The cover of ‘New Era’ with Tigran Hamasyan looking uncannily like either (or both) Rafael & Fabio da Silva of Manchester United

The other Tigran Hamasyan recording I have been listening to is  a French radio broadcast from a jazz club in Dunkerque in June of this year.  This sees him collaborating with 2 fellow travellers on the ‘World Jazz’ expressway, French/Vietnamese guitarist Nguyên Lê and Swedish bassist/cellist Lars Danielsson.  This is clearly a comfortable fit for Hamasyan and it’s to be hoped that someone drags these three into a recording studio sometime soon.  Perhaps someone will tell him that he doesn’t need to throw in the odd jazz standard to prove his worth. 

Sitting on the hard drive right now are two further Hamasyan recordings – a recording he made in California about three years ago with a band called Red Hail.  I’ve dipped into this and it certainly offers an indication of where Hamasyan may be coming from, if not where he’s headed.  ‘Aratta Rebirth’ seems – at a first and cursory listening – to be a mixture of Armenian folk songs, heavy metal and even Prog Rock, with Hamasyan deploying a full arsenal of electric keyboards alongside his grand piano, with  Areni Agabian’s vocalising, scorching electric guitar from Sam Minaie and thoughtful reed-playing from Ben Wendel.

Yet to be investigated is ‘World Passion’, Hamasyan’s first album, again on Nocturne and recorded with a quartet involving Wendel on saxophones back in 2004. 

From what I’ve heard so far, it would seem that Tigran Hamasyan is almost too talented and eclectic for his own good.  In less than 10 years, he has already explored a wide variety of genres and has seemingly yet to find his own distinctive ‘voice’.  When he does, I suspect that the retreads of old post-bop standards will be consigned to the dustbin of history – and, when he does, I suspect that the results will be spectacular.

Listening to the Nyckelharpa

Where all this started is with  Bazar Blå  (literally ‘Blue Bazaar’), who  are a 3-piece Swedish folk-band.  Their music is inspired by the Swedish spelman tradition whilst leaning slightly towards the music of other cultures, notably the Middle East.  They are Johan Hedin (Nyckelharpa), Björn Meyer (Bass) and Fredrik Gille (Percussion).

They’ve been playing and recording since the 1990’s, but I’ve been listening to 2 of their more recent albums – 2004’s ‘Nysch’ and 2009’s ‘Lost’, both of which are extremely good.  Many non-Scandinavian readers might be completely unaware of what a nyckelharpa is and explaining the details is probably going to stretch my extremely limited musical knowledge beyond its comfort zone, but I will try.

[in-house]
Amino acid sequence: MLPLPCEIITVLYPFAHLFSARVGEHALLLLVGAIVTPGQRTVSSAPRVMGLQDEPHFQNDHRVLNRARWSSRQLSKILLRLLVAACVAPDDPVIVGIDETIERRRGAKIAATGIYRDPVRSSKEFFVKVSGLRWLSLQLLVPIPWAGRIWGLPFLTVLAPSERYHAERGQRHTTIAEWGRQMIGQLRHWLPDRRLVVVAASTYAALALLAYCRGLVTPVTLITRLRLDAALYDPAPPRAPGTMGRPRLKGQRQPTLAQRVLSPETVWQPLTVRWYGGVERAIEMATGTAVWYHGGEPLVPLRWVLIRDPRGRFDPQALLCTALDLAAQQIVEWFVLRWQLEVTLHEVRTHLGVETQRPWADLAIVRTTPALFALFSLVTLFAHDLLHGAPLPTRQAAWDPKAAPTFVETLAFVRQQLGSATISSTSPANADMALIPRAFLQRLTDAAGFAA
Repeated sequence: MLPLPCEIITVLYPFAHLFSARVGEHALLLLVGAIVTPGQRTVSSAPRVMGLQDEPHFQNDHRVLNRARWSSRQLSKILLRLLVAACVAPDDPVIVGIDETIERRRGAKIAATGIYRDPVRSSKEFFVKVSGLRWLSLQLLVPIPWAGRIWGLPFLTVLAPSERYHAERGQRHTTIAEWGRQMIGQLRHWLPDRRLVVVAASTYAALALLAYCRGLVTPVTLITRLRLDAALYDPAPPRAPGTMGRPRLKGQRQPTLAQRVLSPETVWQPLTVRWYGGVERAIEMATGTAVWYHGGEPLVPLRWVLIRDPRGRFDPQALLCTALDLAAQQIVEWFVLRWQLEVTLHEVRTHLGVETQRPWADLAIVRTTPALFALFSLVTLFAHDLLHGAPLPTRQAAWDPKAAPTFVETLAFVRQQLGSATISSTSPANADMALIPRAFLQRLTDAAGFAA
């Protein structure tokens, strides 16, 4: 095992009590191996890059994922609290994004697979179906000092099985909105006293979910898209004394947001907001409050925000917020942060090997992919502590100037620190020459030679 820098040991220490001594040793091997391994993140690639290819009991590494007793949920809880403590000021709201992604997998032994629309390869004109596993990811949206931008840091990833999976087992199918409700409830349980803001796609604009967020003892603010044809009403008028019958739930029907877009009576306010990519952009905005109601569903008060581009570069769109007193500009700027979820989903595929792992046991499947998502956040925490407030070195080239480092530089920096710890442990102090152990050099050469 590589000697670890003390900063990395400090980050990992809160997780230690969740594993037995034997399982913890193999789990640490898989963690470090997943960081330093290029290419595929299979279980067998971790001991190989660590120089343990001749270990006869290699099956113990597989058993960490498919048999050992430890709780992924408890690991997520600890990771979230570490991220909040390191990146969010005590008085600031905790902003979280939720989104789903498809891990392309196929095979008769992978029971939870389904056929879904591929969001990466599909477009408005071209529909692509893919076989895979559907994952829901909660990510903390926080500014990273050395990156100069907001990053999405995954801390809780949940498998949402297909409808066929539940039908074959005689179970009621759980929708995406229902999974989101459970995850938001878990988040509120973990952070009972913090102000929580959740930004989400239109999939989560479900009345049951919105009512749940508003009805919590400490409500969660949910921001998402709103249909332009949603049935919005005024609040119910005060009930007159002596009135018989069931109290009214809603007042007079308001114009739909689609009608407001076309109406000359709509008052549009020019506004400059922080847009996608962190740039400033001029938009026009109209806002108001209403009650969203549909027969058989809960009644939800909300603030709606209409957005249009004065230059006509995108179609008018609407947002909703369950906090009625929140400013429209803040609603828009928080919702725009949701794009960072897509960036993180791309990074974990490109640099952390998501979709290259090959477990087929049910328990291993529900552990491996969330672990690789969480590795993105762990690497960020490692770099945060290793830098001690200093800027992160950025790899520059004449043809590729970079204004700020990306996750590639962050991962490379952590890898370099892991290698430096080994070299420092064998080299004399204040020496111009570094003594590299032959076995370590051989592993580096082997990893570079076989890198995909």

Nyckel’ is the Swedish word for key and this gives the clue to the nature of the nyckelharpa.  The instrument is roughly the size of a guitar and is generally slung round the neck and played with a bow.  The ‘neck’ of the nyckelharpa is festooned with wooden keys, which are used to change the pitch of the instrument.  This means that the nyckelharpa has more in common with the hurdy-gurdy than with the violin.  Whilst there are a number of variations, modern chromatic nyckelharpas tend to have 16 strings – 3 melody strings, 1 drone string and 12 resonance strings. 

Finnish nyckelharpa player Ärto Järvela

If you need more information, you’ll have to talk to an expert!  What interests me about the nyckelharpa is its sound, akin to a Hardanger violin, but with a fuller tone.  It’s an ideal instrument for exploring the massively rich traditions of Swedish folk music with its astringent harmonies and stately polkas, often infused with overtones of melancholy – the Swedish Blues. 

My introduction to the folk music of Sweden came about 40 years ago via a jazz album – Jan Johansson’s timeless ‘Jazz på Svenska’, (Jazz in Swedish) released in 1964.  It’s a wonderful record, only just over half an hour long, but with its stately, sombre mood and sparse arrangements for Johansson’s piano and Georg Riedel’s bass, it is an absolute classic and one of my favourite albums of all time.  Johansson plays a selection of a dozen or so classic Swedish folk tunes with extraordinary delicacy and lightness of touch,  refusing to cut loose and over-elaborate.  People will say that there are echoes of Brubeck and even (gawd ‘elp us) Jacques Loussier, but ‘Jazz på Svenska’ is far better than any such comparisons might suggest.